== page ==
Depression is more than just tearfulness or feelings of sadness. It refers to a range of mood and other symptoms that are intense, long-lasting and distressing to the person. These symptoms will likely interfere with a person’s day-to-day life and relationships.
The causes of depression can vary from person to person. For some, stressful life events such as the loss of a relationship or job, long-term unemployment, physical health issues, family problems, or the death of a loved one might trigger depression. For others, there is no obvious cause.
In a collaborative study with Professors Kay Wilhelm and Phil Mitchell from the UNSW School of Psychiatry, Professor Peter Schofield and his team examined the genetic variation in the transporter protein that is involved in the reuptake of the neurotransmitter serotonin. There is an association between low serotonin transporter levels, stress and depression. The group has further shown that there is an association between the serotonin transporter genotypes and the way an individual copes with stress. This has led to further clinical studies correlating how individuals can use different methods to handle stress. Their research has significant implications for reducing the likelihood of developing depression and a planned future study will be to evaluate whether specific training in stress management, matched to an individual’s genotype, may lead to a reduction in the incidence of depression.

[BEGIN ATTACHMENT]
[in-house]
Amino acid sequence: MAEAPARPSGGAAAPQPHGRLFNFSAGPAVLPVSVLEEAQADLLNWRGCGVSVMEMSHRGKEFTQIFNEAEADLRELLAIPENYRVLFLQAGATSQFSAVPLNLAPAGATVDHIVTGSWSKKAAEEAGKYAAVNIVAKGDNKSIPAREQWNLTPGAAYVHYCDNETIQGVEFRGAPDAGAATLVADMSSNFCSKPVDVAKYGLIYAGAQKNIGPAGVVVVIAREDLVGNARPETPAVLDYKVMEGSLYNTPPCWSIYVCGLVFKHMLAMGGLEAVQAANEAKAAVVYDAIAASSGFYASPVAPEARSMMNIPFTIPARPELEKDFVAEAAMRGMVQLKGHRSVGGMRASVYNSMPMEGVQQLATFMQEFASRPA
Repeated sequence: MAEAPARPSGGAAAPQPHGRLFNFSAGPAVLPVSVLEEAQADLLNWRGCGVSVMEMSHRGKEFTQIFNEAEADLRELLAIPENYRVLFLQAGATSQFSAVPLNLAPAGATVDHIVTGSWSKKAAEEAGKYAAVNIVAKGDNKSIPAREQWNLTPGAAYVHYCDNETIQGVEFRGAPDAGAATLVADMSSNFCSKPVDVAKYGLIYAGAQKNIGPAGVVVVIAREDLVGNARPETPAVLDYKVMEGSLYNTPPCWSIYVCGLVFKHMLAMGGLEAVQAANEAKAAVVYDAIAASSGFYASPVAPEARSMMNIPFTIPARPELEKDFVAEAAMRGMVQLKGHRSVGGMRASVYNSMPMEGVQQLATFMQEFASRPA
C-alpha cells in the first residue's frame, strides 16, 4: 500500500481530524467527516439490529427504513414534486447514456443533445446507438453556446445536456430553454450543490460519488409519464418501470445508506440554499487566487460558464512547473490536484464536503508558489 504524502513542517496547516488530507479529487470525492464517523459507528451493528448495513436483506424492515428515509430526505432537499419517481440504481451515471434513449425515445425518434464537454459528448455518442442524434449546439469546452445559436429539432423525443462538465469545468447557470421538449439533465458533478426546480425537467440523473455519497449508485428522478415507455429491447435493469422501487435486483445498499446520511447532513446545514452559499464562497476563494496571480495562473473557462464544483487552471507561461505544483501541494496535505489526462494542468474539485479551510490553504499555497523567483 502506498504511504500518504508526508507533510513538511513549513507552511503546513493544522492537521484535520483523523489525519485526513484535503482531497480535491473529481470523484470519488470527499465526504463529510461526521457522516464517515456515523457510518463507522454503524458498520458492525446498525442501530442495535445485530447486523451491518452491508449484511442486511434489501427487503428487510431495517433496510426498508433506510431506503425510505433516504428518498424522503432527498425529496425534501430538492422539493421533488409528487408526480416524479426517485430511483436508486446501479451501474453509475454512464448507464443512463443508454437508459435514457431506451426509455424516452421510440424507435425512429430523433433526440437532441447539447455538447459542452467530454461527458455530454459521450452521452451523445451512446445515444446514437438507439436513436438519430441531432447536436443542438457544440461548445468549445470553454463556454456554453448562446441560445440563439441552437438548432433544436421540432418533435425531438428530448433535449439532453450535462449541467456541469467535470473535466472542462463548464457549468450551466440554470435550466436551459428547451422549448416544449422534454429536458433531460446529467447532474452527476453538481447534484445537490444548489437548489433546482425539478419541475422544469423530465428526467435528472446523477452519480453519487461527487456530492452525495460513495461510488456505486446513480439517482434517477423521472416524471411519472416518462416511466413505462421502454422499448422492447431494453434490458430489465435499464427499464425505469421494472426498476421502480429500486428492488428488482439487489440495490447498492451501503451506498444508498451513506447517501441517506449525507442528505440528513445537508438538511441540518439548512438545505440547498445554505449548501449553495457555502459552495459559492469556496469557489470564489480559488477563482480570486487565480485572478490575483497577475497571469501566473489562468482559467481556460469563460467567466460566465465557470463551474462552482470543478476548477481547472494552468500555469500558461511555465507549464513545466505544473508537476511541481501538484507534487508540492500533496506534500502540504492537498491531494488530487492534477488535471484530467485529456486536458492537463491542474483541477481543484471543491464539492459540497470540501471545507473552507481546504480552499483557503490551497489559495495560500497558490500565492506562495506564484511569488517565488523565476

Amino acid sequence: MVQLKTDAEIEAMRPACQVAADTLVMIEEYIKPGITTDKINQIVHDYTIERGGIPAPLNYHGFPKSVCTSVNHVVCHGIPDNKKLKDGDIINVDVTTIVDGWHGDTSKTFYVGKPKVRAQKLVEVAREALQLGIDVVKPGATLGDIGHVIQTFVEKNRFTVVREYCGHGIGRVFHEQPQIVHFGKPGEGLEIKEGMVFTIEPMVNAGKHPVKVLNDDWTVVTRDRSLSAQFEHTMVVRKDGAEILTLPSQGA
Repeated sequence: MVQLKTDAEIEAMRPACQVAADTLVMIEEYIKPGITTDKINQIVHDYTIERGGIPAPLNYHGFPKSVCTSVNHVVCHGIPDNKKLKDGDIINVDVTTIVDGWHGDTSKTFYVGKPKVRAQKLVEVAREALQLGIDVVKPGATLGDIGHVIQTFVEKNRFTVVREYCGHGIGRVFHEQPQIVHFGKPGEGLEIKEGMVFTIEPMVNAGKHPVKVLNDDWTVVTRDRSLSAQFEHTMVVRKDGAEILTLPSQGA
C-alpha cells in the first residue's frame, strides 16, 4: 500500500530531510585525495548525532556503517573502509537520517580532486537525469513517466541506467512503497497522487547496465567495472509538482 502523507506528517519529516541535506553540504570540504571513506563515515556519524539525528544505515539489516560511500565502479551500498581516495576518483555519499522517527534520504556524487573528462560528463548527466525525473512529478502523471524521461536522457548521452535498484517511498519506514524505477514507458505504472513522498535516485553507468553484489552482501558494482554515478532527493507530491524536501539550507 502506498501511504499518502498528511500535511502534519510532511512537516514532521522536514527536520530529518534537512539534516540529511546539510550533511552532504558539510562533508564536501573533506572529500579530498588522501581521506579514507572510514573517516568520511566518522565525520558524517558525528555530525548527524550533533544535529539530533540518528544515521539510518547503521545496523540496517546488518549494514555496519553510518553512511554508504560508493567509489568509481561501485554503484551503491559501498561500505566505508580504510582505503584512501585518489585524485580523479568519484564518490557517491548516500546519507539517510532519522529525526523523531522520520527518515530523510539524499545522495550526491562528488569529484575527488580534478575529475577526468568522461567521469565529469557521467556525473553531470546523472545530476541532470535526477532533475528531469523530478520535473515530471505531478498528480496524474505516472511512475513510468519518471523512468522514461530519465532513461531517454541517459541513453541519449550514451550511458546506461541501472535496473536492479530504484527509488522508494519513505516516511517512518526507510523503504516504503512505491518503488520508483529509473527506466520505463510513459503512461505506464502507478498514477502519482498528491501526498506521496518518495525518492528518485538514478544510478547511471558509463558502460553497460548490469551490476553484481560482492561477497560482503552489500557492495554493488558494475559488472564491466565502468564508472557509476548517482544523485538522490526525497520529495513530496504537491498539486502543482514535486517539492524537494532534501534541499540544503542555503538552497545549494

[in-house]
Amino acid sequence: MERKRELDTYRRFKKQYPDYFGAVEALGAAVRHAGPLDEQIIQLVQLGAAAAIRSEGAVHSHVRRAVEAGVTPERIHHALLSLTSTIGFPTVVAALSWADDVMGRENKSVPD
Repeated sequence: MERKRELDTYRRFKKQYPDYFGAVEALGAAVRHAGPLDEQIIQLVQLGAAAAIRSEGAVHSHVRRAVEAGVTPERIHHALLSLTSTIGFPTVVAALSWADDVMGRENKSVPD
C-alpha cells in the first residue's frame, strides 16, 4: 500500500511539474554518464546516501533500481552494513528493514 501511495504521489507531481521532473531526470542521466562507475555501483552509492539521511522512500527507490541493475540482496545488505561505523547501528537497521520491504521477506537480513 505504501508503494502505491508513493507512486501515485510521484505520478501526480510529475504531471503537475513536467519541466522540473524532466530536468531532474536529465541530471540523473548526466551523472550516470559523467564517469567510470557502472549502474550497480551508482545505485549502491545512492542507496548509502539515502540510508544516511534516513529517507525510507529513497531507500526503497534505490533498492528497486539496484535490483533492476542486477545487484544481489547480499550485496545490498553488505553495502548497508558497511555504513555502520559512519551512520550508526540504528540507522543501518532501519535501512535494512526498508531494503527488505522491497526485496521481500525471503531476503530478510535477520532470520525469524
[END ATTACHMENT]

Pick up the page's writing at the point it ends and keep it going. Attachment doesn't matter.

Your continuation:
Typically we pay little attention to the sense that our limbs are a part of our body and that we have control over them. These mind-body connections are essential for moving and interacting with our surrounds. We first learn self-awareness and to distinguish self from other when we make exploratory movements as infants. The sense of self continues to stabilise […]